Wait, Wait… continued

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The question at hand is: how is ecumenism even possible? If we disagreed enough in the past to split into different churches, how can we claim sudden agreement now without totally selling out everything we believe in?

I already covered the possibility of misunderstanding. Now I’ll turn to the matter of differing traditions within each church.

Except for the tiniest little sects—and probably even there—all churches harbor a range of opinions and convictions. This is not automatically a bad thing, and often a strength; one single person can’t recognize or understand every last issue in theology or ethics or cultural engagement. We’re meant to be many members of one body (I Corinthians 12).

And this means that there will various developments and streams of tradition even inside of one single church. Think for instance of all the different religious orders in the Catholic Church: they share the same faith but they have different areas of emphasis.

Of course, it’s only natural that some will be stronger in one area than another. Or that a tradition needs time to explore the consequences of its own ideas… which may eventually be judged: nice try, but wrong. Churches need a certain amount of freedom to make mistakes along the way, because they clarify the truth that much better.

Now one of Luther’s major criticisms of the church of his day is that it taught works-righteousness. Lutherans ever after have assumed that justification by works is THE Catholic position, end of discussion. But this is not correct.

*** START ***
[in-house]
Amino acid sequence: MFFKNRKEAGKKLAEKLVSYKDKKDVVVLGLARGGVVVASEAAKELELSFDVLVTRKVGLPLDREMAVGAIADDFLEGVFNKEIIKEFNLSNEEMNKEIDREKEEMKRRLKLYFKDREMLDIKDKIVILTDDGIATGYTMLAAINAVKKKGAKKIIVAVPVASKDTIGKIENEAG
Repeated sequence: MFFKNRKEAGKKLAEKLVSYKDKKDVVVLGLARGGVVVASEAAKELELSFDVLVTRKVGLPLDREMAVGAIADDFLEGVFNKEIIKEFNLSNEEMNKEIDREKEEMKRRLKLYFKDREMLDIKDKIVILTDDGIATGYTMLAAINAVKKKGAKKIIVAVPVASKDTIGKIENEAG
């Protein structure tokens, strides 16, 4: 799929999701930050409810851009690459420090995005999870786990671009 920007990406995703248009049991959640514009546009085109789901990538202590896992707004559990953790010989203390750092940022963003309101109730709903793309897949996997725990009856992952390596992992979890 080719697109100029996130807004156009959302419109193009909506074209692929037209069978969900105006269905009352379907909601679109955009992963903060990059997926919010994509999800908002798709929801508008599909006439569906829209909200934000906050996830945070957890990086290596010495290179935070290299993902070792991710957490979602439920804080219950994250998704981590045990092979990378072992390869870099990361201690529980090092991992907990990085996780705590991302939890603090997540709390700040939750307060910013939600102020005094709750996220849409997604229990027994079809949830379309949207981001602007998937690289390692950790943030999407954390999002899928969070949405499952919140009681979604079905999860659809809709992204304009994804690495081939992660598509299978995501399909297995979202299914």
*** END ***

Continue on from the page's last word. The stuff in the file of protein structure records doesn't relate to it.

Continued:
Yes, there were some Catholics who taught works-righteousness. But not all Catholics taught it. The ecumenical research of the past century has realized that there were (at least) two major schools of thought about justification in the Catholic church leading up to the Reformation.

One school, following Gabriel Biel, thought that the “grace” of justification was given to a Christian only after the Christian, entirely by her own natural powers, produced a true and genuine love of God—this merit “earned” God’s grace. Luther rightly recognized this theory as Pelagianism in disguise, and that’s why he condemned it.

But other Catholics, following Augustine and Thomas Aquinas, taught justification by faith—and they insisted that faith is a divine work, not a natural human power. During the Council of Trent, the view of justification that won the day was actually more like Thomas than it was like Biel—and therefore more like Luther than like some Catholics! But for the next five hundred years, practically speaking, most of the Catholic church followed Biel instead of Thomas.